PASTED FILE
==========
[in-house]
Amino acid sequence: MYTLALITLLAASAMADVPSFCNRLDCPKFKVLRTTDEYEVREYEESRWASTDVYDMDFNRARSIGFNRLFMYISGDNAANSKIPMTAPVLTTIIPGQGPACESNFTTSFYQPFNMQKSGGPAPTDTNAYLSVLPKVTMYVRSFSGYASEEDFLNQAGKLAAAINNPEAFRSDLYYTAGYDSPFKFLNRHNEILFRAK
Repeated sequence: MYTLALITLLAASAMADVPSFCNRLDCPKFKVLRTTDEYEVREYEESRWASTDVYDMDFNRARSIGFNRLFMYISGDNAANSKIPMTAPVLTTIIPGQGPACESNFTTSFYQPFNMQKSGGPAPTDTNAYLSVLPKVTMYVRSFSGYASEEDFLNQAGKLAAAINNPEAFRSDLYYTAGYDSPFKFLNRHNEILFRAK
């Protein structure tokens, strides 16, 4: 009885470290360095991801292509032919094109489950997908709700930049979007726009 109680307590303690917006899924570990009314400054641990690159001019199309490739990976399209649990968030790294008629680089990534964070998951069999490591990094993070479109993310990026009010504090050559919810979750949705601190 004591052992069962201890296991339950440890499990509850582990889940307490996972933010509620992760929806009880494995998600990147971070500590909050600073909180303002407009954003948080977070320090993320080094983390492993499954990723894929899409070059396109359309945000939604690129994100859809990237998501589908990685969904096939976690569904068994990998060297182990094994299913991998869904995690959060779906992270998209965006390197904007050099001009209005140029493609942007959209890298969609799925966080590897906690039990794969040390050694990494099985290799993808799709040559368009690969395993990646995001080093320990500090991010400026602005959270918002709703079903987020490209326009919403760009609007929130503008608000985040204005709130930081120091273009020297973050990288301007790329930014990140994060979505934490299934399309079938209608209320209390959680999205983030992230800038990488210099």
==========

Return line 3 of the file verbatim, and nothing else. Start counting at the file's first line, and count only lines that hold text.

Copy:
Repeated sequence: MYTLALITLLAASAMADVPSFCNRLDCPKFKVLRTTDEYEVREYEESRWASTDVYDMDFNRARSIGFNRLFMYISGDNAANSKIPMTAPVLTTIIPGQGPACESNFTTSFYQPFNMQKSGGPAPTDTNAYLSVLPKVTMYVRSFSGYASEEDFLNQAGKLAAAINNPEAFRSDLYYTAGYDSPFKFLNRHNEILFRAK